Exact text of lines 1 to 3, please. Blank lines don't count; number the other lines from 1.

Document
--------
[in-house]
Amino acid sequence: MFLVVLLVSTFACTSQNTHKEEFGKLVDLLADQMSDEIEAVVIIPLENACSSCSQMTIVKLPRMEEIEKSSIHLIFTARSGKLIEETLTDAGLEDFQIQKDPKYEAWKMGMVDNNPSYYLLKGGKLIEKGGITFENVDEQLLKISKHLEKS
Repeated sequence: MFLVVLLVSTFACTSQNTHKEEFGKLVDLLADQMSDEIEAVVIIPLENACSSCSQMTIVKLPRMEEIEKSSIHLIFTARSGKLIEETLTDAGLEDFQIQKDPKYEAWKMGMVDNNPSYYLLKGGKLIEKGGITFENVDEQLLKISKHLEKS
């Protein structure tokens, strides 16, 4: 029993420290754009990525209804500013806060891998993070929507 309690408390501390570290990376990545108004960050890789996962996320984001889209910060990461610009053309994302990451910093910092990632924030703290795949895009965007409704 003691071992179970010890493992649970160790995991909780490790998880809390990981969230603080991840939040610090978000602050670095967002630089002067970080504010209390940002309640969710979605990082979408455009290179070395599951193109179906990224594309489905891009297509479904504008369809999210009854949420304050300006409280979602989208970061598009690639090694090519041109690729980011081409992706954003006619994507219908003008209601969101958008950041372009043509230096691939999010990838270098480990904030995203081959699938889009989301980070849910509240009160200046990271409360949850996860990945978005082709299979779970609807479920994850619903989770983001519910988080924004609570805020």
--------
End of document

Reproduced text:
[in-house]
Amino acid sequence: MFLVVLLVSTFACTSQNTHKEEFGKLVDLLADQMSDEIEAVVIIPLENACSSCSQMTIVKLPRMEEIEKSSIHLIFTARSGKLIEETLTDAGLEDFQIQKDPKYEAWKMGMVDNNPSYYLLKGGKLIEKGGITFENVDEQLLKISKHLEKS
Repeated sequence: MFLVVLLVSTFACTSQNTHKEEFGKLVDLLADQMSDEIEAVVIIPLENACSSCSQMTIVKLPRMEEIEKSSIHLIFTARSGKLIEETLTDAGLEDFQIQKDPKYEAWKMGMVDNNPSYYLLKGGKLIEKGGITFENVDEQLLKISKHLEKS